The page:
The Bank of Canada along with other central banks from Japan, Switzerland, England, Sweden, and the European Central Bank (ECB) are looking to work together as part of plans to create sovereign central bank digital currencies (CBDCs).
BIS and Central Banks Coalition Exploring CBDC Issuance
Canada’s central bank announced the news in a press statement published on Tuesday (January 21, 2020). According to the press release, these major central banks along with the Bank for International Settlements (BIS) have formed a group to analyze the potential utility for CBDCs in their respective countries.
The Bank of Canada says the analysis will focus on economic, technical, and cross-border remittance considerations. Participants in the think tank will also share knowledge on CBDCs while liaising with inter-government institutions like the Committee on Payments and Market Infrastructures (CPMI) and the Financial Stability Board.
According to Reuters, former ECB chief Benoit Coeure will be one of the co-chairs of the group. Bank of England deputy governor, Jon Cunliffe will be the other co-chair while other members will be drawn from senior executives of the participating central banks and financial institutions.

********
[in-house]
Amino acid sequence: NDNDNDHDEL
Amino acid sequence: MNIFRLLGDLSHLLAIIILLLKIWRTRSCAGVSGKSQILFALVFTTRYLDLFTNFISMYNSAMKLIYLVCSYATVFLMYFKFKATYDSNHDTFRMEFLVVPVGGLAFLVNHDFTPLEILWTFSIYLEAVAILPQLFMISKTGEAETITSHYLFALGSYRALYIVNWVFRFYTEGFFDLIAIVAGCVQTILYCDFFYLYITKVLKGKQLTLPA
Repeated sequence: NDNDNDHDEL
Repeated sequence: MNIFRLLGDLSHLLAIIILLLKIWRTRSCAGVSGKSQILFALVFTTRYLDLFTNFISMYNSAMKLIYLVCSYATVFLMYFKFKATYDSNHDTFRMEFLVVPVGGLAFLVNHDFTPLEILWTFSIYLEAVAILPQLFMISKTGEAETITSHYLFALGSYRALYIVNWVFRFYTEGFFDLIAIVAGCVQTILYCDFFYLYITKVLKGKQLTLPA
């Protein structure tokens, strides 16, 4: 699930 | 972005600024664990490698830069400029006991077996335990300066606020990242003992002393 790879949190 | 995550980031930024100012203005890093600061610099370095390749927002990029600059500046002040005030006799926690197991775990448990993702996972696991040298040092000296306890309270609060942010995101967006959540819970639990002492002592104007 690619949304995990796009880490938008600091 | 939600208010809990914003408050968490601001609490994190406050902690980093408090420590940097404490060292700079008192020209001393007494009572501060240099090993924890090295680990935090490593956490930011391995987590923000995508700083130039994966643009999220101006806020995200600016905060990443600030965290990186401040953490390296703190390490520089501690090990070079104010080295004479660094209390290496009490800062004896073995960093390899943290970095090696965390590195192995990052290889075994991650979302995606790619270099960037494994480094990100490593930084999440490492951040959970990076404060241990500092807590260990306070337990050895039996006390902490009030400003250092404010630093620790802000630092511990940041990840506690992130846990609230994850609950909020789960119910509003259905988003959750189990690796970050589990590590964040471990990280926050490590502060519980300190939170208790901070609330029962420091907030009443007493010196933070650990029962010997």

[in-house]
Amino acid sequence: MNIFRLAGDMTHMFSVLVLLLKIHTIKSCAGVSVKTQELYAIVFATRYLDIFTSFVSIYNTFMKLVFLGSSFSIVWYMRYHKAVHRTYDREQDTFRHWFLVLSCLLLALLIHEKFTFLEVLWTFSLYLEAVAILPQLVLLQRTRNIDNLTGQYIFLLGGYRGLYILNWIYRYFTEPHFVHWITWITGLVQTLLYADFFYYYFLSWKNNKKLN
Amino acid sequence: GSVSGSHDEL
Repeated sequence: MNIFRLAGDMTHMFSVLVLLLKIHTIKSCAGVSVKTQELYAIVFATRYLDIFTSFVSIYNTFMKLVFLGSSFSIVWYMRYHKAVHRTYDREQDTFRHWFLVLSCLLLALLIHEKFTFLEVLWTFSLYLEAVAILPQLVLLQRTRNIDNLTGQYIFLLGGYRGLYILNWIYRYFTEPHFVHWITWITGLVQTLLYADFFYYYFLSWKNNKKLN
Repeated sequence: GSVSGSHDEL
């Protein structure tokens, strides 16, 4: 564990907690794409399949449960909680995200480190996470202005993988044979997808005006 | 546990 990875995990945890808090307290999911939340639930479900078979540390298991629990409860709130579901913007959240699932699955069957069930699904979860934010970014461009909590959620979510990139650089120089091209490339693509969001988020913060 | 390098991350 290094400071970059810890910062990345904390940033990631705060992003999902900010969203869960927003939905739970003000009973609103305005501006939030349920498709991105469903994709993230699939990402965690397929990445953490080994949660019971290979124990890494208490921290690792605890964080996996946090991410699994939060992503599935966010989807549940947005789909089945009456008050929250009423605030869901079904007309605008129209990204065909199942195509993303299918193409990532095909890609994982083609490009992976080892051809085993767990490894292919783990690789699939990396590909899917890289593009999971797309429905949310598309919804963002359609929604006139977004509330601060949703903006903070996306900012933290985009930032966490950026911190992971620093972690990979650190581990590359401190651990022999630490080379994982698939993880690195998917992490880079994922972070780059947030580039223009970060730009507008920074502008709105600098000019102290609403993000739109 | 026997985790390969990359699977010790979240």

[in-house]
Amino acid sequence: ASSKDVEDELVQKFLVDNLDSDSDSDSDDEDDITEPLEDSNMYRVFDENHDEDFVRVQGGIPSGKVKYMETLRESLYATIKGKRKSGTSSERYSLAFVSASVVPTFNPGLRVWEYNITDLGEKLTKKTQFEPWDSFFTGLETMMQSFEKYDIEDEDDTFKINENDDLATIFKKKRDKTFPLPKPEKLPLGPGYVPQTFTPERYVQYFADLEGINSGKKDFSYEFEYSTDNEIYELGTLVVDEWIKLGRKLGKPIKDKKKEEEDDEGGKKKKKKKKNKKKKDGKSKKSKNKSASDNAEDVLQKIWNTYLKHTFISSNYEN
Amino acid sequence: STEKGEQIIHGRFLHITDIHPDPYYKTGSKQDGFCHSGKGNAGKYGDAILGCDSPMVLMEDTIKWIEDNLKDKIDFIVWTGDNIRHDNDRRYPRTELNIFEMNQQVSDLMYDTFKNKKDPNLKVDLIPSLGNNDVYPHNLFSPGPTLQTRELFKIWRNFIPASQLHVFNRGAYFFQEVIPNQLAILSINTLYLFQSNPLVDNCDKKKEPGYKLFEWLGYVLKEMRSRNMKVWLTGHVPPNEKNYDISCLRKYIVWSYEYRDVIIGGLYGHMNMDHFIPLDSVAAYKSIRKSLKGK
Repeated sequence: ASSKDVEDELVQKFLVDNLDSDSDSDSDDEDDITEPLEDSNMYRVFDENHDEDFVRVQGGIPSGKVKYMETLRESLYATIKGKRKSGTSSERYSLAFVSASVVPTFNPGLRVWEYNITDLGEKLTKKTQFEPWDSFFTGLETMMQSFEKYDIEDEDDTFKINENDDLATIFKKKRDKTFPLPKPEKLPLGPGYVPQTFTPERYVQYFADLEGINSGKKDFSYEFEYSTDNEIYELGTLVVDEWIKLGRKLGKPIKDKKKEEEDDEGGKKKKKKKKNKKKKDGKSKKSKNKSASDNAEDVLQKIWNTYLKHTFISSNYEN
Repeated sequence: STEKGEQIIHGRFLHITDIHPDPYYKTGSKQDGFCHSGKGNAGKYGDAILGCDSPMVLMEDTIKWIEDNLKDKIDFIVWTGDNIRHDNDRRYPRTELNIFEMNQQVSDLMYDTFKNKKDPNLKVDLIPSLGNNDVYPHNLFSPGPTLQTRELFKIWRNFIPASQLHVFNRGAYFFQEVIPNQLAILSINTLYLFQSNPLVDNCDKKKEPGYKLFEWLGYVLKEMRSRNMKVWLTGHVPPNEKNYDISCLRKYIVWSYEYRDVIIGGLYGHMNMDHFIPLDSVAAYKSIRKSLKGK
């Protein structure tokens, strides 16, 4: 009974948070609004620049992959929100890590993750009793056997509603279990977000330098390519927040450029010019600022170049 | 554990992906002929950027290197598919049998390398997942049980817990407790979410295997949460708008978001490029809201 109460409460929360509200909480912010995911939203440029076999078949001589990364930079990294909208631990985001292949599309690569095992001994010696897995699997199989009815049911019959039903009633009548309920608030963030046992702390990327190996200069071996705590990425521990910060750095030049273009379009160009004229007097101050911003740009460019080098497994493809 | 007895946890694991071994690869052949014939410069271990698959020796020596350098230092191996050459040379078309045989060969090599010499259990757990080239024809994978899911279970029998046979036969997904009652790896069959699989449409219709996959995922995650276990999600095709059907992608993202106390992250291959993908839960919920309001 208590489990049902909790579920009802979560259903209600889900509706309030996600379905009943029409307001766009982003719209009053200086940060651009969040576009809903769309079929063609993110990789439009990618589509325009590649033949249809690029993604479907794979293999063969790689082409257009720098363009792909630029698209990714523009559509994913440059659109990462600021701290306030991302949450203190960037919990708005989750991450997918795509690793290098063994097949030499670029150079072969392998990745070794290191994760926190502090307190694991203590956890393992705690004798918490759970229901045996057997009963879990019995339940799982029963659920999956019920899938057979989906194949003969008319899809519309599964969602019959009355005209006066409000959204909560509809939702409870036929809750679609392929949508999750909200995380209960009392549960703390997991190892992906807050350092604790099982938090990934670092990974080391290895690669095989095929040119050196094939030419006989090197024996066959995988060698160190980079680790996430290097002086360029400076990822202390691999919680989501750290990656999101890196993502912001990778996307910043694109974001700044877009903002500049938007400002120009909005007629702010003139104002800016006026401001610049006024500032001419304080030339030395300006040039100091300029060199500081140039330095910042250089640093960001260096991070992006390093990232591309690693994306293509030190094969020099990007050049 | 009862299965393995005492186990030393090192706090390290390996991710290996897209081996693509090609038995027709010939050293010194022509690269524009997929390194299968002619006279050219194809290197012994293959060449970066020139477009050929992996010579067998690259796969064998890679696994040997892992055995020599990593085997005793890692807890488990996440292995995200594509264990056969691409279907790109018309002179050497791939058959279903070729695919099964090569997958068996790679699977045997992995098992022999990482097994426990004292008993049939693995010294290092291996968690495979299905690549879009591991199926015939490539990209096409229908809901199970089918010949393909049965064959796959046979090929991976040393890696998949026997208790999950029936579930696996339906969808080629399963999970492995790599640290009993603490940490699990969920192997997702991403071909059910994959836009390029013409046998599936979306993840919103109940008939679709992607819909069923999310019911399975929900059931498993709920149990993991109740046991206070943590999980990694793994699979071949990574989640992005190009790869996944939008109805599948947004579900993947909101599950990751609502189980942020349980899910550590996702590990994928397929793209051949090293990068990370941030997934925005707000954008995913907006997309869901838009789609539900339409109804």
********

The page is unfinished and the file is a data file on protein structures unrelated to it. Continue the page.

The news presents another proof of the growing push among major economies to participate in the emerging digital economy by launching sovereign CBDCs. As previously reported by Bitcoinist, the International Monetary Fund (IMF) has highlighted the pros and cons of CBDCs.
China Pulling Ahead?
Since the release of the Libra white paper back in 2019, several governments seem to be stepping up their plans for their digital currencies as a countermeasure. Reports indicate that China is already in the lead in the race to capture the state-issued digital currency scene.
With Facebook’s proposed Libra project hitting several regulatory snags, China continues to move forward with its plans. Some stakeholders in the ECB argue that the European Union and the West in general stand to lose by allowing China to pull further away in the digital currency market.
Australia’s central bank is also studying CBDCs as well. Earlier in January 2020, the Reserve Bank of Australia (RBA) submitted a report to Senate about an Ethereum-based interbank settlement system that uses a central bank-issued digital token.
Back in December 2019, BIS chief Agustin Carstens remarked that central banks had to control the digital currency narrative. According to Carstens, allowing private cryptos to gain widespread adoption would lead to the disintermediation of the global banking framework.
Will China come to dominate the CBDC scene? Let us know in the comments below.
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